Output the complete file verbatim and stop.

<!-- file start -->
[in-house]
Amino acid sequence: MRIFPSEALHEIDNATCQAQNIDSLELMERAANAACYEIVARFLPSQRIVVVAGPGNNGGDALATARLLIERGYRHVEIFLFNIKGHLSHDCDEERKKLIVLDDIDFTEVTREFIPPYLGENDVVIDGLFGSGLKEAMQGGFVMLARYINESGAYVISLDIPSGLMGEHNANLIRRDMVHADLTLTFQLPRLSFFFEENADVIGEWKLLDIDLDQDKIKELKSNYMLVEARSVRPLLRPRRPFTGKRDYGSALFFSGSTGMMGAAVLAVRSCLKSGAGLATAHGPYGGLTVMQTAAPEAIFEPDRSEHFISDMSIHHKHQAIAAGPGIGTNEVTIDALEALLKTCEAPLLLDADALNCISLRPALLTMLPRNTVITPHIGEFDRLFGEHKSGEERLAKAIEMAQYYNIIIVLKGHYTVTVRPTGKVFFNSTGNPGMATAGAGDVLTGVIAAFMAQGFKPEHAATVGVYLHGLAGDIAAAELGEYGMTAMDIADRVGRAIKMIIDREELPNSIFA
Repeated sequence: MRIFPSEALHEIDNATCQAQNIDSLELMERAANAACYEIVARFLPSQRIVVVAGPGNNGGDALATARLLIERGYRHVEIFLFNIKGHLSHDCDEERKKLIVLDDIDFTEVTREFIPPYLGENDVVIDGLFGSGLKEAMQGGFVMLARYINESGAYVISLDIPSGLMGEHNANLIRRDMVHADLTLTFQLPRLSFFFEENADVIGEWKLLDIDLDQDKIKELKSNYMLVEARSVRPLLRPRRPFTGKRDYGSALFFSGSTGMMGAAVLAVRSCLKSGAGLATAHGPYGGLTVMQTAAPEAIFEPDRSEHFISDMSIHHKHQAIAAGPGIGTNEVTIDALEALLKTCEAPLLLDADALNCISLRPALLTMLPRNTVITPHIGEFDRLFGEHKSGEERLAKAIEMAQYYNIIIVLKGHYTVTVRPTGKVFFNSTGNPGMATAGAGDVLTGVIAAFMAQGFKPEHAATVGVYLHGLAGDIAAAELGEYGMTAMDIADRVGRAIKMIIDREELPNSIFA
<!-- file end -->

[in-house]
Amino acid sequence: MRIFPSEALHEIDNATCQAQNIDSLELMERAANAACYEIVARFLPSQRIVVVAGPGNNGGDALATARLLIERGYRHVEIFLFNIKGHLSHDCDEERKKLIVLDDIDFTEVTREFIPPYLGENDVVIDGLFGSGLKEAMQGGFVMLARYINESGAYVISLDIPSGLMGEHNANLIRRDMVHADLTLTFQLPRLSFFFEENADVIGEWKLLDIDLDQDKIKELKSNYMLVEARSVRPLLRPRRPFTGKRDYGSALFFSGSTGMMGAAVLAVRSCLKSGAGLATAHGPYGGLTVMQTAAPEAIFEPDRSEHFISDMSIHHKHQAIAAGPGIGTNEVTIDALEALLKTCEAPLLLDADALNCISLRPALLTMLPRNTVITPHIGEFDRLFGEHKSGEERLAKAIEMAQYYNIIIVLKGHYTVTVRPTGKVFFNSTGNPGMATAGAGDVLTGVIAAFMAQGFKPEHAATVGVYLHGLAGDIAAAELGEYGMTAMDIADRVGRAIKMIIDREELPNSIFA
Repeated sequence: MRIFPSEALHEIDNATCQAQNIDSLELMERAANAACYEIVARFLPSQRIVVVAGPGNNGGDALATARLLIERGYRHVEIFLFNIKGHLSHDCDEERKKLIVLDDIDFTEVTREFIPPYLGENDVVIDGLFGSGLKEAMQGGFVMLARYINESGAYVISLDIPSGLMGEHNANLIRRDMVHADLTLTFQLPRLSFFFEENADVIGEWKLLDIDLDQDKIKELKSNYMLVEARSVRPLLRPRRPFTGKRDYGSALFFSGSTGMMGAAVLAVRSCLKSGAGLATAHGPYGGLTVMQTAAPEAIFEPDRSEHFISDMSIHHKHQAIAAGPGIGTNEVTIDALEALLKTCEAPLLLDADALNCISLRPALLTMLPRNTVITPHIGEFDRLFGEHKSGEERLAKAIEMAQYYNIIIVLKGHYTVTVRPTGKVFFNSTGNPGMATAGAGDVLTGVIAAFMAQGFKPEHAATVGVYLHGLAGDIAAAELGEYGMTAMDIADRVGRAIKMIIDREELPNSIFA